People in the most deprived areas of England are dying at a rate many times higher than those in the least deprived. Part of the answer to why lies in economic security and working conditions. The government must raise sick pay to stop this injustice.
Throughout the early stages of the pandemic, in an attempt to foster a society-wide response to a novel threat, we were frequently told that Covid-19 does not discriminate. The past year has demonstrated the biological impartiality of a virus means nothing in a social context defined by stark inequality, areas of entrenched deprivation and inadequate sick pay for key workers.
The latest Office for National Statistics (ONS) figures bear this out. In December, the death rate from Covid-19 in the areas in the highest decile of deprivation (top 10 percent most deprived) was 392 per 100,000 people, over 2.5 times that of the lowest decile (top 10 percent least deprived) which recorded 152 deaths per 100,000. The graph below illustrates this is a pattern that has been present throughout the pandemic. During the previous peak in April, those in the most deprived areas had a death rate (975) that was 127 percent higher than the death rate in the least deprived areas (429).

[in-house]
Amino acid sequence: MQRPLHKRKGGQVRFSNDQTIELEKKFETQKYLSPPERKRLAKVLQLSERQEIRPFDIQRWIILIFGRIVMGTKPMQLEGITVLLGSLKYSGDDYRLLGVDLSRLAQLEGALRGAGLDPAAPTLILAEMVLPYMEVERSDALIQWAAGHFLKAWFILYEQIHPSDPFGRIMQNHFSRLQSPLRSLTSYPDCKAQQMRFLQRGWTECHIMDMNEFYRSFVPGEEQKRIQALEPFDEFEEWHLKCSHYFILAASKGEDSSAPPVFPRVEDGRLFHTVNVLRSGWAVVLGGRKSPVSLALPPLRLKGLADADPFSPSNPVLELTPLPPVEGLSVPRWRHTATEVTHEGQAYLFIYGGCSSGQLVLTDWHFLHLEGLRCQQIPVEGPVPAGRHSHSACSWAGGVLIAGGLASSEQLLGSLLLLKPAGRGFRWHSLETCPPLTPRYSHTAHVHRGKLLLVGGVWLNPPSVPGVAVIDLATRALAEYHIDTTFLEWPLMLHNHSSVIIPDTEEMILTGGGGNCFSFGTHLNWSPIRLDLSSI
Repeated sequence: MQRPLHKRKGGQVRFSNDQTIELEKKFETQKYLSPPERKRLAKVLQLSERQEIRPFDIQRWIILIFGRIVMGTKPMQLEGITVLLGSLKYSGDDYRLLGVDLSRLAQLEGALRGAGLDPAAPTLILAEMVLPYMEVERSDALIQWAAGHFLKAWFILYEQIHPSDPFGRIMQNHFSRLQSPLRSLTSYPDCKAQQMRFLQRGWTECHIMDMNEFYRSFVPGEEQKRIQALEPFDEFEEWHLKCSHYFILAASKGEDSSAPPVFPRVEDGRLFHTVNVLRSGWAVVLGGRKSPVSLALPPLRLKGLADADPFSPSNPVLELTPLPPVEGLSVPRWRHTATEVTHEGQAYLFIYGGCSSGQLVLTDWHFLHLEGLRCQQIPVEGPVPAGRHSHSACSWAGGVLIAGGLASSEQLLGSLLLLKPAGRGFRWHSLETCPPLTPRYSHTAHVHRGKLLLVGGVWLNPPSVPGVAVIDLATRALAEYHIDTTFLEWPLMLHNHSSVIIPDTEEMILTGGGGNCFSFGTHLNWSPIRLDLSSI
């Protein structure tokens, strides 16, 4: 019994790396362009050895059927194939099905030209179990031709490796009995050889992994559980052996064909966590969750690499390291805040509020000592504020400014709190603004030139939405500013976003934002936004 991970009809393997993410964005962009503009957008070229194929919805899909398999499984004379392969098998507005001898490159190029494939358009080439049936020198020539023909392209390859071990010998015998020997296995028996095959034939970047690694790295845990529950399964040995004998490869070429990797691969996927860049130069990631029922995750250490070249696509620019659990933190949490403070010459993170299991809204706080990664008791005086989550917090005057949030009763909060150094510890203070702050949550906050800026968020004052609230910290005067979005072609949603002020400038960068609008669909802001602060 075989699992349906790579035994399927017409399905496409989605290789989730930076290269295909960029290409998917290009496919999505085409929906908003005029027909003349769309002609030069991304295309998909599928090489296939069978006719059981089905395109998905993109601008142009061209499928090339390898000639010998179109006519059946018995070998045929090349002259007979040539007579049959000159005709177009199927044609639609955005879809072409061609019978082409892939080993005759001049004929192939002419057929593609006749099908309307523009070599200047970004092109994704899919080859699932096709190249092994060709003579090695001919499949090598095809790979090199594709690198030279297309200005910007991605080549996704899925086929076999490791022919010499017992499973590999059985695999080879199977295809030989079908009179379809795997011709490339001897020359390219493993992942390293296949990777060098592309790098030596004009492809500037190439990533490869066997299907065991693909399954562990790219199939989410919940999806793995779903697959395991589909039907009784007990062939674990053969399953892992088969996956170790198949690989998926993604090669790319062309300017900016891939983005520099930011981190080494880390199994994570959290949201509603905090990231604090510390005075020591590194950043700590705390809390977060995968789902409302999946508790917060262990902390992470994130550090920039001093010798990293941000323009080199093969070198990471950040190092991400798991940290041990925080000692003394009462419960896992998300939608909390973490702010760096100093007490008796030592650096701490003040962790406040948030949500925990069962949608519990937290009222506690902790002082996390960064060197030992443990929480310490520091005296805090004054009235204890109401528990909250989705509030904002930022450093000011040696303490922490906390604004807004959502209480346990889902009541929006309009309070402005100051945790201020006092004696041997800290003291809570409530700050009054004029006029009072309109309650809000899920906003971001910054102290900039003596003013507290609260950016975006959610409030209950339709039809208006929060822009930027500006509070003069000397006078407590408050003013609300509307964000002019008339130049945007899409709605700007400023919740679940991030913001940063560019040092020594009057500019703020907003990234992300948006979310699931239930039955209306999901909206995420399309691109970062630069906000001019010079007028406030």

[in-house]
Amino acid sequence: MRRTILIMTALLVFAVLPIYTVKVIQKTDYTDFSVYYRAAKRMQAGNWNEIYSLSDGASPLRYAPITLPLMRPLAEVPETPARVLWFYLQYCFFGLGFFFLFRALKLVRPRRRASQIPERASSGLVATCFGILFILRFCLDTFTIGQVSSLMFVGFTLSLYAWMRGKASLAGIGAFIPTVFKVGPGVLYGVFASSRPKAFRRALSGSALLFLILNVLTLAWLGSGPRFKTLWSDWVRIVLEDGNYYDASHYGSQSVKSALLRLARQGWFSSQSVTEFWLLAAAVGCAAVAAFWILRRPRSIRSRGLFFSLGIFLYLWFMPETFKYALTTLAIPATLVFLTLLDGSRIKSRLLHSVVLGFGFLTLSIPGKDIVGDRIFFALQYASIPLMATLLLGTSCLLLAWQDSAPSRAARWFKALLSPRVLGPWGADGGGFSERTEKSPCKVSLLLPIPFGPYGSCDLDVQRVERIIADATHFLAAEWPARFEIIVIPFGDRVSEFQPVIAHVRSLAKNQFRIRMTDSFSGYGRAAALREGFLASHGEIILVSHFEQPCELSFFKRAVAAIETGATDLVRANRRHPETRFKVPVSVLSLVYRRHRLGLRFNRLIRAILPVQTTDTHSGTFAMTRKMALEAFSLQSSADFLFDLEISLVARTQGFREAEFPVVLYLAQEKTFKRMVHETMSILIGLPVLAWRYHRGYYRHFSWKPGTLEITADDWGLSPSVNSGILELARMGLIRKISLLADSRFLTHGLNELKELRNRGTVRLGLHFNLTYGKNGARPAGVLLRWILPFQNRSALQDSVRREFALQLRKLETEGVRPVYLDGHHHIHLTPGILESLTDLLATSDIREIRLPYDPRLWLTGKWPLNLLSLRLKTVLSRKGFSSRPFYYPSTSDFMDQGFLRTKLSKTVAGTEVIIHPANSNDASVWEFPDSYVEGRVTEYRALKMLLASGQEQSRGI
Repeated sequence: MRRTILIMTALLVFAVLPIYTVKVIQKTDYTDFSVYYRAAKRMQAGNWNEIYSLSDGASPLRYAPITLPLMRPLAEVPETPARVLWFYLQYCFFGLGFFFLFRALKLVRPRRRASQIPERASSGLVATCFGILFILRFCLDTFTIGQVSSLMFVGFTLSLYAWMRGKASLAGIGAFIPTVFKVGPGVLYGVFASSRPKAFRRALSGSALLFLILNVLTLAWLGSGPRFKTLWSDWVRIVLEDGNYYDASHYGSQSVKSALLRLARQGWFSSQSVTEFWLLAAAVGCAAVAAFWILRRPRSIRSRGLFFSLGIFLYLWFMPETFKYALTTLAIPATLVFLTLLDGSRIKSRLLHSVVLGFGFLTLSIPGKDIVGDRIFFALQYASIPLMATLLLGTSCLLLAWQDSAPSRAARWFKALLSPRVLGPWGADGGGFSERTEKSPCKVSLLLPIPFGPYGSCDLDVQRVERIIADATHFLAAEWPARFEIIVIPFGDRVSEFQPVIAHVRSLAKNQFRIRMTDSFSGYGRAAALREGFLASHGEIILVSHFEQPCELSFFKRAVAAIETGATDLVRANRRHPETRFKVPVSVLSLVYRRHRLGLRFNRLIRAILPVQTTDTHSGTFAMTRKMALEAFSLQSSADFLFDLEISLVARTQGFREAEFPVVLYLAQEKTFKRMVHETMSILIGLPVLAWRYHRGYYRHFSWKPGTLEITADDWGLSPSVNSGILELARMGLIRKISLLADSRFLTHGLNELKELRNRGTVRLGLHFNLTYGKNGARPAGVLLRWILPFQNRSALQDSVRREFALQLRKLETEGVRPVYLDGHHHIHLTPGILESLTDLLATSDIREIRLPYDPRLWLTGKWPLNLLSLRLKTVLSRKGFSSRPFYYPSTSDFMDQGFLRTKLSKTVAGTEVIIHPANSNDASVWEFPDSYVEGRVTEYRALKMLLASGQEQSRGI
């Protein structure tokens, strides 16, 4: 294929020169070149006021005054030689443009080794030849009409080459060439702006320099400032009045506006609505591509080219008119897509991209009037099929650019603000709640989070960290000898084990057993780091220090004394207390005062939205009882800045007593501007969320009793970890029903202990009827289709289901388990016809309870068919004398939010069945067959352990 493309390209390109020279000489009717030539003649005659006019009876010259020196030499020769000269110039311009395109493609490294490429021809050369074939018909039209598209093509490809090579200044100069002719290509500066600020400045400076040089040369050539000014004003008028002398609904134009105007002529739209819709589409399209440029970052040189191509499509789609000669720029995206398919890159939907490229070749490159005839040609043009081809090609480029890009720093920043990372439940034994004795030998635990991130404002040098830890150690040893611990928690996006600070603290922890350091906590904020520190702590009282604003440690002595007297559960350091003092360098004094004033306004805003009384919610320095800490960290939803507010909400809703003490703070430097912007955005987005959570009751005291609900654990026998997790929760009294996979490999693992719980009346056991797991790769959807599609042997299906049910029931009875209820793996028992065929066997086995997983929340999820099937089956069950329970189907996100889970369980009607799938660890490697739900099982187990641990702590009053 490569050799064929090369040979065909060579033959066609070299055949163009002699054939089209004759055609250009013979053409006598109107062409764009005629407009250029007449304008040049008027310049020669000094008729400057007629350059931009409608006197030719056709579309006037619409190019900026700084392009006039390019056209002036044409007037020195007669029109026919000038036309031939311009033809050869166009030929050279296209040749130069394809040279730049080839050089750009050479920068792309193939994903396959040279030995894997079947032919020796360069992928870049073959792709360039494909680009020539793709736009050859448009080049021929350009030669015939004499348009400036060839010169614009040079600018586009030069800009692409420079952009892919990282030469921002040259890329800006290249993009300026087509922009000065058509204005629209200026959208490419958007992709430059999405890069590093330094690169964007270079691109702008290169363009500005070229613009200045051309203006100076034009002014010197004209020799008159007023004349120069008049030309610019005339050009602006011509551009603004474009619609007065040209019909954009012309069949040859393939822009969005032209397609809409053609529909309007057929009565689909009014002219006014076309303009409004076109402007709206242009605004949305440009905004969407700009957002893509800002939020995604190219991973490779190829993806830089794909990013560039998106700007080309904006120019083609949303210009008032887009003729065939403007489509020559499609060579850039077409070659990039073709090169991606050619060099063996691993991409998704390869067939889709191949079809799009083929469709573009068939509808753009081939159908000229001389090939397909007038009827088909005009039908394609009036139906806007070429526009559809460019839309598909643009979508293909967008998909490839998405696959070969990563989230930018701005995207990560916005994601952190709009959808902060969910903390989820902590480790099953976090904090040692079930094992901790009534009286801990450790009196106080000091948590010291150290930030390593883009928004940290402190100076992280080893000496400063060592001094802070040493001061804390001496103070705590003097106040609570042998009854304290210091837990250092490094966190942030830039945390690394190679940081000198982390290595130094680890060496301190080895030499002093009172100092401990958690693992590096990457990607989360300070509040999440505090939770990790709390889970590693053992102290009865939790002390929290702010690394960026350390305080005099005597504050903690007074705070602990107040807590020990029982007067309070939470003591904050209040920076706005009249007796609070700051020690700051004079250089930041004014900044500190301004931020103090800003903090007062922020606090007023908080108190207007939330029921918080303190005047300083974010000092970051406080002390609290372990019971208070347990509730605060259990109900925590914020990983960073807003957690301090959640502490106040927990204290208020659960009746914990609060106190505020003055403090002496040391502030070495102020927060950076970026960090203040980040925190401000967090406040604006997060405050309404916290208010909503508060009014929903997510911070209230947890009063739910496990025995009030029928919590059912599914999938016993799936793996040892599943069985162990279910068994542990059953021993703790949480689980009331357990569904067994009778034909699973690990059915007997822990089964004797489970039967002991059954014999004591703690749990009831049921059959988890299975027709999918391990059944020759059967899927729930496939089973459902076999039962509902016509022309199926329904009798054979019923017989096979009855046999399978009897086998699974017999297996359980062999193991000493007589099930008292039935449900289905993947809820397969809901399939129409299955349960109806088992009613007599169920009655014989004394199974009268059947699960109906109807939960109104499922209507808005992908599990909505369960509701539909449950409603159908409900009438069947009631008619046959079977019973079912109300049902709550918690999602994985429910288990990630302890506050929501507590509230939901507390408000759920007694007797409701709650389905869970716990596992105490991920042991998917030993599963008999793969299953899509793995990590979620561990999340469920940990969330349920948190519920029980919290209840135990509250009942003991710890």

The disparity in deaths between rich and poor has tended to be even greater at times when national deaths have been relatively low, as seen in the following graph. One possible reason that may explain this phenomenon is the way Covid-19 spread through the country. The virus first took hold in disproportionately affluent parts of the country in London and the South East, prompting the first national lockdown announced on 23 March 2020. The national lockdown was eased in June when national deaths were falling, but when death rates were still high in generally less affluent areas such as the North West - 111 per 100,000 - while the rate in London was 43 per 100,000. The regional differences stated here are not intended to obscure the local differences in death rates. Even in broadly affluent areas, there are extensive areas of deprivation where the poor still die from Covid-19 (and in general) at a higher rate than the rich.